An exclusive preview of one of the articles in this month’s magazine.
Coming soon: “Running rings around risk”
“I joined LOCOG when it was still a fairly small organisation of about 350 people,” Hardy recalls. “There hadn’t been much internal audit work done because there wasn’t much to audit. My first task was to write an audit plan for the lifetime of the games, from 1 April 2010 to the end of 2012. My colleague at KPMG and I tackled this in a fairly traditional way. There was only a skeleton risk management process in place at the time, as it was such a small organisation, so we based our plan on business strategies that were being updated, discussions with senior management and our own expertise.”
One of the main risks that LOCOG has to control is combating fraud. While counterfeit tickets and fake merchandise are dealt with by a separate brand protection team in the legal function, which works with the Metropolitan Police’s Operation Podium, corporate fraud falls within Hardy’s remit.
“We can’t afford to lose money through fraudulent activities,” she says. “That’s why, right from the outset, we put in place ethical compliance policies, speak-up procedures and confidential hotlines. Everyone who works for LOCOG also has to pass an e-module on ethical compliance as part of their induction process and then must refresh that every 12 months.”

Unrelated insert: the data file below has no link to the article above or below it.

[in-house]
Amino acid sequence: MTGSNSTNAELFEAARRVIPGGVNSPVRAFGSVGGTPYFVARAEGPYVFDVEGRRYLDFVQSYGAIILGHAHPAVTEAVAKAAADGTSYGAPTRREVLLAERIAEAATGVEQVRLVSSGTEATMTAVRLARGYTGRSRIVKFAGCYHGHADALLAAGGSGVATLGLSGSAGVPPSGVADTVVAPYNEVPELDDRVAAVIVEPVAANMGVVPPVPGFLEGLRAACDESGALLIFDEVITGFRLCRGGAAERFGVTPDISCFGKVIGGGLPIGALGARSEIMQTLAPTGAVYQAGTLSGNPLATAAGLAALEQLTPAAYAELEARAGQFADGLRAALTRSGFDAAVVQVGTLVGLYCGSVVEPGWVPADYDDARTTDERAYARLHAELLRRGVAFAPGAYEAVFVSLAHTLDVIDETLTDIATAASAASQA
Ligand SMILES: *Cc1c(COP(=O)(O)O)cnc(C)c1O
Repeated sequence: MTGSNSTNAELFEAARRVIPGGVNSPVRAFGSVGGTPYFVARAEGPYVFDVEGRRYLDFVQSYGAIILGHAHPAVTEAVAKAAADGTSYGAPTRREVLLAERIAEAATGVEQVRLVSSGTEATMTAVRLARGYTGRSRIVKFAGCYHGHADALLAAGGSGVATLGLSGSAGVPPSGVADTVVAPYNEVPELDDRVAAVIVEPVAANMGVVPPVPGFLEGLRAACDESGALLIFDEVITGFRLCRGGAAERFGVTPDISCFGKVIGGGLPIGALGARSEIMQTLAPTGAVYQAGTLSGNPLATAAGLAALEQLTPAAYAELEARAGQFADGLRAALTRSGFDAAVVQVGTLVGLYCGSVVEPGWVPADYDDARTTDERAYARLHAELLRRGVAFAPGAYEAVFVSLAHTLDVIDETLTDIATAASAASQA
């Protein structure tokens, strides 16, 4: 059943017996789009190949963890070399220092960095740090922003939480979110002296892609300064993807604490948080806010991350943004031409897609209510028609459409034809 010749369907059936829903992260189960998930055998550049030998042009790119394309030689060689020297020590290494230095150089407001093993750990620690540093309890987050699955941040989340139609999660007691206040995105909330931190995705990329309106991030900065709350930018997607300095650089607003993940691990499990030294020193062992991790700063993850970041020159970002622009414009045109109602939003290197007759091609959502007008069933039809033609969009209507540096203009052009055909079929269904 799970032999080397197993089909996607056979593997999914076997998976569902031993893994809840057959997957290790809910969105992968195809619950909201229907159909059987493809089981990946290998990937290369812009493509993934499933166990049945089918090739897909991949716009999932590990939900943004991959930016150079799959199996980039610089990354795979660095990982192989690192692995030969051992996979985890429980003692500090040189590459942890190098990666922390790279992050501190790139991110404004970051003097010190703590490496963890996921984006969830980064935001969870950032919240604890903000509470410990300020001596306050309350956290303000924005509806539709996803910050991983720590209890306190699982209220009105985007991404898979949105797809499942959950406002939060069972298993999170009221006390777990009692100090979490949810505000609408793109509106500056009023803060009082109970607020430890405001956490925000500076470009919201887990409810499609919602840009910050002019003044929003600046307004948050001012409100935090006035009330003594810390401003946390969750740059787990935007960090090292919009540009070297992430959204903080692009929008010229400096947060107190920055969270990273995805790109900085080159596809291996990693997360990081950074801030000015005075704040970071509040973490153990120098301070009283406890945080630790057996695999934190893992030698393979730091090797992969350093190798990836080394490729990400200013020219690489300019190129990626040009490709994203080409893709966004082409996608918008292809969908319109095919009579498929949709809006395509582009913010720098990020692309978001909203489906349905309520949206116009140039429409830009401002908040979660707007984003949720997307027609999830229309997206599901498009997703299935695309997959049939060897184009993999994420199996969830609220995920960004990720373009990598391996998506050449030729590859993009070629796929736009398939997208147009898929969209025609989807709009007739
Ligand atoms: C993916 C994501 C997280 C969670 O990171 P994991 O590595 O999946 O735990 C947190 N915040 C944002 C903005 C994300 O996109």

LOCOG has run fraud awareness workshops in association with Operation Podium for new recruits in key departments such as procurement and HR. The finance team has also attended fraud workshops run by the Bank of England.
Looking back at the original audit plan, Hardy is satisfied that her team got the scope right. “While the way that we have delivered audits has changed quite a bit since the start, the content of that plan has altered very little, aside from a few tweaks as LOCOG has evolved.”
Want to find out more?
Look out for the full feature, “Running rings around risk”, in the next issue of Audit & Risk.